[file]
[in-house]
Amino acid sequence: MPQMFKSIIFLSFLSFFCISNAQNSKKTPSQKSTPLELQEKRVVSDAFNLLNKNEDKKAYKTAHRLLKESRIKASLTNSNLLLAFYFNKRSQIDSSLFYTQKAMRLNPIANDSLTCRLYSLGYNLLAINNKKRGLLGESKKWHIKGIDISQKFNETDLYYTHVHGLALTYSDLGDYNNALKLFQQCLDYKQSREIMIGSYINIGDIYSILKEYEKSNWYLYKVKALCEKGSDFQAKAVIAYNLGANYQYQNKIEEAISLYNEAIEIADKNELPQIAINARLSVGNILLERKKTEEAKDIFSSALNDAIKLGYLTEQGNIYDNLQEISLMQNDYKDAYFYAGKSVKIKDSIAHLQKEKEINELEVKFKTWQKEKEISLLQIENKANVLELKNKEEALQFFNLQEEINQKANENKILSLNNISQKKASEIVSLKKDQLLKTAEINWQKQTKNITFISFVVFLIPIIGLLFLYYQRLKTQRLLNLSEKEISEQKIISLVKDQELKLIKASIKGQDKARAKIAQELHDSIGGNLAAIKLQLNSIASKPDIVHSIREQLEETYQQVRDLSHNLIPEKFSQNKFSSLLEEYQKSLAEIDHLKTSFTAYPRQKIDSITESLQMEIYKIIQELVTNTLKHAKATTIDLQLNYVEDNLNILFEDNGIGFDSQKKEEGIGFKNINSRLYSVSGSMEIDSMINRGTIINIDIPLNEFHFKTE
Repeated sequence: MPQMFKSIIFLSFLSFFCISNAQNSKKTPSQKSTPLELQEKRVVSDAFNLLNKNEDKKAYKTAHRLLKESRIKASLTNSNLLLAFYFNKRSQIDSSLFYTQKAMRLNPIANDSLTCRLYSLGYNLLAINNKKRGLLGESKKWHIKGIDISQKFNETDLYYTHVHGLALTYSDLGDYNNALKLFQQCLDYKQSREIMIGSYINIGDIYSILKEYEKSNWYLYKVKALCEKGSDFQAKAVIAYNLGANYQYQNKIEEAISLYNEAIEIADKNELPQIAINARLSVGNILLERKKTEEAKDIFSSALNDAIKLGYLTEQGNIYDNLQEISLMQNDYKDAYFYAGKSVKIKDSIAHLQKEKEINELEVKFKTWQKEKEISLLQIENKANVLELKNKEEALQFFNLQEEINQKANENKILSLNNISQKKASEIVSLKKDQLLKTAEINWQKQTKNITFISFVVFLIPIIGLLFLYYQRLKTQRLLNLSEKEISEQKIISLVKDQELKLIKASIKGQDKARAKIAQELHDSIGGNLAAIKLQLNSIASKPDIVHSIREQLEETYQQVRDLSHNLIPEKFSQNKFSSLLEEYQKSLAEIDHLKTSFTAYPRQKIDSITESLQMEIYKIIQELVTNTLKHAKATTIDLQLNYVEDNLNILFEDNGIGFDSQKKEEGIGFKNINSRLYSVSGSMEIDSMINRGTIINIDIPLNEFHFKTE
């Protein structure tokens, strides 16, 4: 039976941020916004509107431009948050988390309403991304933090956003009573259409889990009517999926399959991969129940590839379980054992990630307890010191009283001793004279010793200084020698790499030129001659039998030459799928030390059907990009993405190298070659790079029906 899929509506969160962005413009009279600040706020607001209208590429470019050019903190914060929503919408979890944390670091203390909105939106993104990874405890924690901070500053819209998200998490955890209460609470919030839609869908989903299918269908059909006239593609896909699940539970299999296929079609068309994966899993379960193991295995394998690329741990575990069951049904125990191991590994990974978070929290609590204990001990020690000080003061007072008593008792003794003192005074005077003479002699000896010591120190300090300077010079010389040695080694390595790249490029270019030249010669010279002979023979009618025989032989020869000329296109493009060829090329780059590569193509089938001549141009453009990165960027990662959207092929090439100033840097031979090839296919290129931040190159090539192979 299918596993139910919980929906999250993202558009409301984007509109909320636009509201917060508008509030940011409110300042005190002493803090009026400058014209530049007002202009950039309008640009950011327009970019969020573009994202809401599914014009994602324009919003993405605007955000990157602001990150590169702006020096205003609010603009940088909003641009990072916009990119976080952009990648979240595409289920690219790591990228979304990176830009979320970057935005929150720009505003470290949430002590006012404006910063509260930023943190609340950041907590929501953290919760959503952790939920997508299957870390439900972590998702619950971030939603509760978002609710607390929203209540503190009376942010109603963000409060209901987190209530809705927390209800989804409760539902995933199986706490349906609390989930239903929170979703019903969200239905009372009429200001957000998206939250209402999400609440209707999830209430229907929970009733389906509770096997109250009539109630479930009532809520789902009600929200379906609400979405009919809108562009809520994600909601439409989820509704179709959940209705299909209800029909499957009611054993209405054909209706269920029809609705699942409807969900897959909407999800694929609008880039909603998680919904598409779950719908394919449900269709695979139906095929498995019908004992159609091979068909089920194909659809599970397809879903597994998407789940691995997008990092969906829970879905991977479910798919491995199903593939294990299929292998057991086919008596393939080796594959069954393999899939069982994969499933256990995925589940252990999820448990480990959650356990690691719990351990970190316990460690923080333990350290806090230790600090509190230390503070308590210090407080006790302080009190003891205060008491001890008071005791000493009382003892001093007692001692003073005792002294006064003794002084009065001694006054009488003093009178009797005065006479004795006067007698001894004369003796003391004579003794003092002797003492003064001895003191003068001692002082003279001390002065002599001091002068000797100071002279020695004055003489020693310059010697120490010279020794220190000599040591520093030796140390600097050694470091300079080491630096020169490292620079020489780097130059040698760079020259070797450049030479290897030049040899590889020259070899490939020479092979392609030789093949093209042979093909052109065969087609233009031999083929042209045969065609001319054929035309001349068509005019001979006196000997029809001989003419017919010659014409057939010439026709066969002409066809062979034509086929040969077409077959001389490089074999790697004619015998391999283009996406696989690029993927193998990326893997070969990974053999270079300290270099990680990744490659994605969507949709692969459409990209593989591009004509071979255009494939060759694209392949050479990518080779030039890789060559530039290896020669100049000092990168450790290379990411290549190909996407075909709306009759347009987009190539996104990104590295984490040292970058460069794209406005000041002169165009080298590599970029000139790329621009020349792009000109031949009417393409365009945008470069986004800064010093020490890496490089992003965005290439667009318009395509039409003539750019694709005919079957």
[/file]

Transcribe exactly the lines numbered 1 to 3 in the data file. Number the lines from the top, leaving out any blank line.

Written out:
[in-house]
Amino acid sequence: MPQMFKSIIFLSFLSFFCISNAQNSKKTPSQKSTPLELQEKRVVSDAFNLLNKNEDKKAYKTAHRLLKESRIKASLTNSNLLLAFYFNKRSQIDSSLFYTQKAMRLNPIANDSLTCRLYSLGYNLLAINNKKRGLLGESKKWHIKGIDISQKFNETDLYYTHVHGLALTYSDLGDYNNALKLFQQCLDYKQSREIMIGSYINIGDIYSILKEYEKSNWYLYKVKALCEKGSDFQAKAVIAYNLGANYQYQNKIEEAISLYNEAIEIADKNELPQIAINARLSVGNILLERKKTEEAKDIFSSALNDAIKLGYLTEQGNIYDNLQEISLMQNDYKDAYFYAGKSVKIKDSIAHLQKEKEINELEVKFKTWQKEKEISLLQIENKANVLELKNKEEALQFFNLQEEINQKANENKILSLNNISQKKASEIVSLKKDQLLKTAEINWQKQTKNITFISFVVFLIPIIGLLFLYYQRLKTQRLLNLSEKEISEQKIISLVKDQELKLIKASIKGQDKARAKIAQELHDSIGGNLAAIKLQLNSIASKPDIVHSIREQLEETYQQVRDLSHNLIPEKFSQNKFSSLLEEYQKSLAEIDHLKTSFTAYPRQKIDSITESLQMEIYKIIQELVTNTLKHAKATTIDLQLNYVEDNLNILFEDNGIGFDSQKKEEGIGFKNINSRLYSVSGSMEIDSMINRGTIINIDIPLNEFHFKTE
Repeated sequence: MPQMFKSIIFLSFLSFFCISNAQNSKKTPSQKSTPLELQEKRVVSDAFNLLNKNEDKKAYKTAHRLLKESRIKASLTNSNLLLAFYFNKRSQIDSSLFYTQKAMRLNPIANDSLTCRLYSLGYNLLAINNKKRGLLGESKKWHIKGIDISQKFNETDLYYTHVHGLALTYSDLGDYNNALKLFQQCLDYKQSREIMIGSYINIGDIYSILKEYEKSNWYLYKVKALCEKGSDFQAKAVIAYNLGANYQYQNKIEEAISLYNEAIEIADKNELPQIAINARLSVGNILLERKKTEEAKDIFSSALNDAIKLGYLTEQGNIYDNLQEISLMQNDYKDAYFYAGKSVKIKDSIAHLQKEKEINELEVKFKTWQKEKEISLLQIENKANVLELKNKEEALQFFNLQEEINQKANENKILSLNNISQKKASEIVSLKKDQLLKTAEINWQKQTKNITFISFVVFLIPIIGLLFLYYQRLKTQRLLNLSEKEISEQKIISLVKDQELKLIKASIKGQDKARAKIAQELHDSIGGNLAAIKLQLNSIASKPDIVHSIREQLEETYQQVRDLSHNLIPEKFSQNKFSSLLEEYQKSLAEIDHLKTSFTAYPRQKIDSITESLQMEIYKIIQELVTNTLKHAKATTIDLQLNYVEDNLNILFEDNGIGFDSQKKEEGIGFKNINSRLYSVSGSMEIDSMINRGTIINIDIPLNEFHFKTE